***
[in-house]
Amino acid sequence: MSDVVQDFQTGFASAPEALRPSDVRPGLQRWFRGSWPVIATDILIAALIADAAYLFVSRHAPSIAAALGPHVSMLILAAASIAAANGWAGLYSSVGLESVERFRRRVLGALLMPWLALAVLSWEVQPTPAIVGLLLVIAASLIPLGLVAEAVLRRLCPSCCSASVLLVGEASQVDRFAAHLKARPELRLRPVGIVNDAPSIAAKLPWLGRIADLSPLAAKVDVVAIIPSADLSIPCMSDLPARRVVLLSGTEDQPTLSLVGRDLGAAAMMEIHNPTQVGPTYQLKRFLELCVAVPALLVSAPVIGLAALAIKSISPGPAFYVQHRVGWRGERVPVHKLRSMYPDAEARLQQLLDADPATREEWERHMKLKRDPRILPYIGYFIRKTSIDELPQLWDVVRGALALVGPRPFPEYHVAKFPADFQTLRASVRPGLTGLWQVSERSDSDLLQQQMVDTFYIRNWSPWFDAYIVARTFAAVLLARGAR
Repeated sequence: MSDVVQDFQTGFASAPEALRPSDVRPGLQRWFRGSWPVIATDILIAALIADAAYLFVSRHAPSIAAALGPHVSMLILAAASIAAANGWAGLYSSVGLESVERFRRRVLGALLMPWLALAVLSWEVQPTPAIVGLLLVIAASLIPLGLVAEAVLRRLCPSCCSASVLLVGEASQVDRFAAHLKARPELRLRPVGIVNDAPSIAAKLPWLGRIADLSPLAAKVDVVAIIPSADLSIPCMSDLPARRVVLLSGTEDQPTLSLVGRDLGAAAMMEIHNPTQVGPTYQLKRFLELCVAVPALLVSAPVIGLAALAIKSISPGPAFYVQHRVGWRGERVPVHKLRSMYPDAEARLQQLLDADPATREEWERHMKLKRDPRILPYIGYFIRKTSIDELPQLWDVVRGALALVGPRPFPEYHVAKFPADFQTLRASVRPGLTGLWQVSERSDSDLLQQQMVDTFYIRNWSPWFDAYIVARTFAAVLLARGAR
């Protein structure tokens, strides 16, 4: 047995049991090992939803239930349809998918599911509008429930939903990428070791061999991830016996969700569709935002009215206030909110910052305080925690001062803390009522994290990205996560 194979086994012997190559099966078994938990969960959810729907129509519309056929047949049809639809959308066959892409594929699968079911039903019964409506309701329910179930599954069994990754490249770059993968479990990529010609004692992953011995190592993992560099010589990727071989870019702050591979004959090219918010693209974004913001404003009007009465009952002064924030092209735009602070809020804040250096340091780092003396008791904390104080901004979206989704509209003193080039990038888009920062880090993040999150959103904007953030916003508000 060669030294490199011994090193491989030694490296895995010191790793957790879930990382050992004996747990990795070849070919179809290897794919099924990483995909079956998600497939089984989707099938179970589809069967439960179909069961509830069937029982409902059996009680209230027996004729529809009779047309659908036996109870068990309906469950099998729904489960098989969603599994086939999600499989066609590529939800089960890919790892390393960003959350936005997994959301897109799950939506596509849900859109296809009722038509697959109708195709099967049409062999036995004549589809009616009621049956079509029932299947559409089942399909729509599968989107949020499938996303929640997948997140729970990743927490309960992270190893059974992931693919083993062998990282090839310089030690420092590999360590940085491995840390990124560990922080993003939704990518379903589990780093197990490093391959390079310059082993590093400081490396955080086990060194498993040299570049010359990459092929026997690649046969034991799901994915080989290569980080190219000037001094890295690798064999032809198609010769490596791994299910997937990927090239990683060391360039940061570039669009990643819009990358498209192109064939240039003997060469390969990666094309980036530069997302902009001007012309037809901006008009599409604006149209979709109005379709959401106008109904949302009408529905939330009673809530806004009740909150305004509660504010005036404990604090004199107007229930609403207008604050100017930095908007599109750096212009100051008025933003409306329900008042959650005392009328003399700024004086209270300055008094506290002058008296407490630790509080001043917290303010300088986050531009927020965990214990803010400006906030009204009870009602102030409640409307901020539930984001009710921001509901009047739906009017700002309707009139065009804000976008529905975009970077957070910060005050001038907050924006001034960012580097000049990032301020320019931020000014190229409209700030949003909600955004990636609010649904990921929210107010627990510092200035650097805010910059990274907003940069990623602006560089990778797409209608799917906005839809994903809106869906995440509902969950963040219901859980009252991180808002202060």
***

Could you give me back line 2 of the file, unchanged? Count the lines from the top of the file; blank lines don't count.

Amino acid sequence: MSDVVQDFQTGFASAPEALRPSDVRPGLQRWFRGSWPVIATDILIAALIADAAYLFVSRHAPSIAAALGPHVSMLILAAASIAAANGWAGLYSSVGLESVERFRRRVLGALLMPWLALAVLSWEVQPTPAIVGLLLVIAASLIPLGLVAEAVLRRLCPSCCSASVLLVGEASQVDRFAAHLKARPELRLRPVGIVNDAPSIAAKLPWLGRIADLSPLAAKVDVVAIIPSADLSIPCMSDLPARRVVLLSGTEDQPTLSLVGRDLGAAAMMEIHNPTQVGPTYQLKRFLELCVAVPALLVSAPVIGLAALAIKSISPGPAFYVQHRVGWRGERVPVHKLRSMYPDAEARLQQLLDADPATREEWERHMKLKRDPRILPYIGYFIRKTSIDELPQLWDVVRGALALVGPRPFPEYHVAKFPADFQTLRASVRPGLTGLWQVSERSDSDLLQQQMVDTFYIRNWSPWFDAYIVARTFAAVLLARGAR